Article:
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AS and A Level: Alfred Lord Tennyson

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Common errors when writing about Tennyson's poems

  1. 1 Failing to distinguish between titles and characters – It can lead to confusion if you do not distinguish between ‘Mariana’ or ‘Ulysses’ (the poems) and Mariana or Ulysses (the characters). Quotation marks or italics are essential to indicate titles of poems.
  2. 2 Failure to make proper use of quotations – Quotations from the poems should always be followed by an analysis of their language and effects. It is not enough just to quote and pass on.
  3. 3 Sweeping generalisations about the Victorian era – Avoid statements like ‘the Victorians believed that…’ It is most unlikely that they all did.
  4. 4 The poet’s name – The poet should be referred to as Tennyson, not Lord Tennyson. He did not become a baronet until very late in life.
  5. 5 Poor spelling – Tennyson’s poems contain characters with unfamiliar names, such as Ulysses and Tithonis. Make sure you spell them correctly.

Tennyson is noted for the variety of his verse forms. Check the definitions of each of the following, and make sure you always try to link form with meaning in a poem.

  1. 1 Blank verse.
  2. 2 Dramatic monologue.
  3. 3 Elegy.
  4. 4 Lyric.
  5. 5 Quatrains.

Poetry essay success

  1. 1 Try to refer to the wording of the essay title two or three times during the course of your essay. This should ensure that you are answering the question effectively.
  2. 2 If asked to compare or contrast two poems, make sure you give equal weight to both of them.
  3. 3 Discuss poetic technique as well as narrative content, and consider how these two things relate to each other.
  4. 4 Introduce your quotations so they are fluently integrated into the flow of your sentences. Then analyse their effect. Don’t just expect them to speak for themselves.
  5. 5 Use adverbs or phrases such as ‘moreover’, nevertheless’, ‘in addition’ and ‘however’. These indicate whether you intend to develop a previous point or change tack, and help the reader follow your argument.

  • Marked by Teachers essays 6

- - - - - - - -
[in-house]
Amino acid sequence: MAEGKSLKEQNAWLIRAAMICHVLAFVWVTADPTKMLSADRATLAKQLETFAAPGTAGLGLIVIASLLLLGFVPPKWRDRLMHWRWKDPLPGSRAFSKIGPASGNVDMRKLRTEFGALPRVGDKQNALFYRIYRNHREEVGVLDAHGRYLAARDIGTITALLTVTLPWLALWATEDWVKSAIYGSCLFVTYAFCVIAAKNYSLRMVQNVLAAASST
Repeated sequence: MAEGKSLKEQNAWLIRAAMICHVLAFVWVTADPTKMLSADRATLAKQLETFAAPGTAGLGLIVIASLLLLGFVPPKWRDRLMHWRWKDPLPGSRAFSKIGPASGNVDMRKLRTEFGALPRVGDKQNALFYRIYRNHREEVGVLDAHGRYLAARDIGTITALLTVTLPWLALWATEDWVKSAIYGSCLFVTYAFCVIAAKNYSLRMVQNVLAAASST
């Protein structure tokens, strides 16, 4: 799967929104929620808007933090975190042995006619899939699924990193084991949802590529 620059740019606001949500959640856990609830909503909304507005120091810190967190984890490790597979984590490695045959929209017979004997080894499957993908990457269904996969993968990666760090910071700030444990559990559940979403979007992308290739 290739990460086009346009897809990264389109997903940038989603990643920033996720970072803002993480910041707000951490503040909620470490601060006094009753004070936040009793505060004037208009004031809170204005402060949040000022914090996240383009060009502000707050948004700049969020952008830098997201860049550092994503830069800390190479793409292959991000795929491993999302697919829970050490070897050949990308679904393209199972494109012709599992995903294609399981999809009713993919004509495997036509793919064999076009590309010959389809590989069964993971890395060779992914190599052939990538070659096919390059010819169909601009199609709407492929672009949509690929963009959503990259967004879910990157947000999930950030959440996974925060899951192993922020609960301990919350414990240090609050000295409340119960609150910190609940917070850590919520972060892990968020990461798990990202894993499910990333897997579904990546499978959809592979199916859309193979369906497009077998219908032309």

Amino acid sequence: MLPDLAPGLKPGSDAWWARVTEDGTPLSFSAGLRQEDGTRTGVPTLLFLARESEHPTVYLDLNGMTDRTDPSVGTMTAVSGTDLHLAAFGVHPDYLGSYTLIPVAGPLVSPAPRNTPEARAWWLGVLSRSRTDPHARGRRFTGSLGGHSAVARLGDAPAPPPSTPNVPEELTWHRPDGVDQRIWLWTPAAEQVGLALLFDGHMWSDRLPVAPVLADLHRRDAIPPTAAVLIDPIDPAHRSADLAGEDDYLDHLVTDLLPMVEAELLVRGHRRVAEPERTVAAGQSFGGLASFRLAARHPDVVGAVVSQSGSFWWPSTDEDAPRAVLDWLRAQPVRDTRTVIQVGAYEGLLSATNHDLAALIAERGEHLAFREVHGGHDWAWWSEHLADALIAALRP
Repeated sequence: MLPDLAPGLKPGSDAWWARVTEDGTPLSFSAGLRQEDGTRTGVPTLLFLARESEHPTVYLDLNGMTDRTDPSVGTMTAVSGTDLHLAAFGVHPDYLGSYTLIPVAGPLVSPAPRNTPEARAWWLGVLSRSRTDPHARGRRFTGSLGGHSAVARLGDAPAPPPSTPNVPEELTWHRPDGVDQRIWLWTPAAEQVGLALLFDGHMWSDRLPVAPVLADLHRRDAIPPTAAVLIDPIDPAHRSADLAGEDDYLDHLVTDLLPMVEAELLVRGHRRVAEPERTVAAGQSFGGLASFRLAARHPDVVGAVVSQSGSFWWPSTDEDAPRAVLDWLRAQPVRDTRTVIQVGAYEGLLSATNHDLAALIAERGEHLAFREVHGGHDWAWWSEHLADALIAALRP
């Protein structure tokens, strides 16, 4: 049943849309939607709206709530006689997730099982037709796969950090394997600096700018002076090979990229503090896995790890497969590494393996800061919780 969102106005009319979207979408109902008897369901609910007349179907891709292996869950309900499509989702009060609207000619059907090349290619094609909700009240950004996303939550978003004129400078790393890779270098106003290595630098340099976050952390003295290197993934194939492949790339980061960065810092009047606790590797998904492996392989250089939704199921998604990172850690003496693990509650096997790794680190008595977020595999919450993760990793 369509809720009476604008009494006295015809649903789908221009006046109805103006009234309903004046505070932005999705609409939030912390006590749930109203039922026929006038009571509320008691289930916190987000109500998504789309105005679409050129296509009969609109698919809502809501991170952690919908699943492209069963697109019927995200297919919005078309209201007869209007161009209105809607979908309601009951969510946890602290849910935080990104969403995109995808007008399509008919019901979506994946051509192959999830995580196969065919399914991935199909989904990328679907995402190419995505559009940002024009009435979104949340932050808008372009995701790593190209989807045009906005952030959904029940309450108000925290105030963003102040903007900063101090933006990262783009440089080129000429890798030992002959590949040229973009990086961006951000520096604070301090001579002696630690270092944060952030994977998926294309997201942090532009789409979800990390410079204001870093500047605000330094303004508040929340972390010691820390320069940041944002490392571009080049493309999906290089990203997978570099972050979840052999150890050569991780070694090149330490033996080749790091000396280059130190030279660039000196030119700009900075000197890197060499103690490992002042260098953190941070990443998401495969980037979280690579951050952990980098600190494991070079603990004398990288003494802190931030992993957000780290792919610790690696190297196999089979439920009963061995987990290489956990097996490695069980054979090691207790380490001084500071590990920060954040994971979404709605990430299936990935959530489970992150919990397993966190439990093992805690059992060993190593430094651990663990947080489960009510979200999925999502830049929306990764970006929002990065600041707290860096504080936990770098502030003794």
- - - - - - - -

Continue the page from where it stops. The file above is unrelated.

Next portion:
• Peer Reviewed essays 3
  1. Marked by a teacher

    Tear, idle tears. analyse, with close reference to the poem, how the author deals with the subject of loss

    4 star(s)

    tears meant .It is also the retort of a wounded angry pride, the poet is ashamed at himself for crying over such a trifle. The tears had ?depth?, ?rise[ing] in the heart? suggesting that the tears weren?t shallow and feigned, the tears weren?t shed without meaning, instead, they were caused by an irrepressible sadness from the depths of his heart. ?Divine despair? further emphasizes that the sadness was no ordinary one, it was otherworldly, such that no other mortal would experience, symbolizing the devastation brought about by the loss.

    • Word count: 1086
  2. Marked by a teacher

    Compare and Contrast Tithonus and Ulysses.

    4 star(s)

    imagery of emptiness and desolation; 'among these barren crags, match'd with an aged wife' he not only graphically depicts his discontent but also suggests that he can not engage in procreation as his wife is infertile. However it soon becomes apparent that the narrators have entirely different objectives; Tithonus is weary of the world, he has been immortalised without eternal youth and as a direct result he must suffer the pain of age without the reprieve of death; his wife, Dawn, inadvertently neglected to request eternal youth for her lover from the Gods and as such he as and old man prays for death: 'the happier dead...

    • Word count: 1163

Conclusion analysis

Good conclusions usually refer back to the question or title and address it directly - for example by using key words from the title.
How well do you think these conclusions address the title or question? Answering these questions should help you find out.

  1. Do they use key words from the title or question?
  2. Do they answer the question directly?
  3. Can you work out the question or title just by reading the conclusion?

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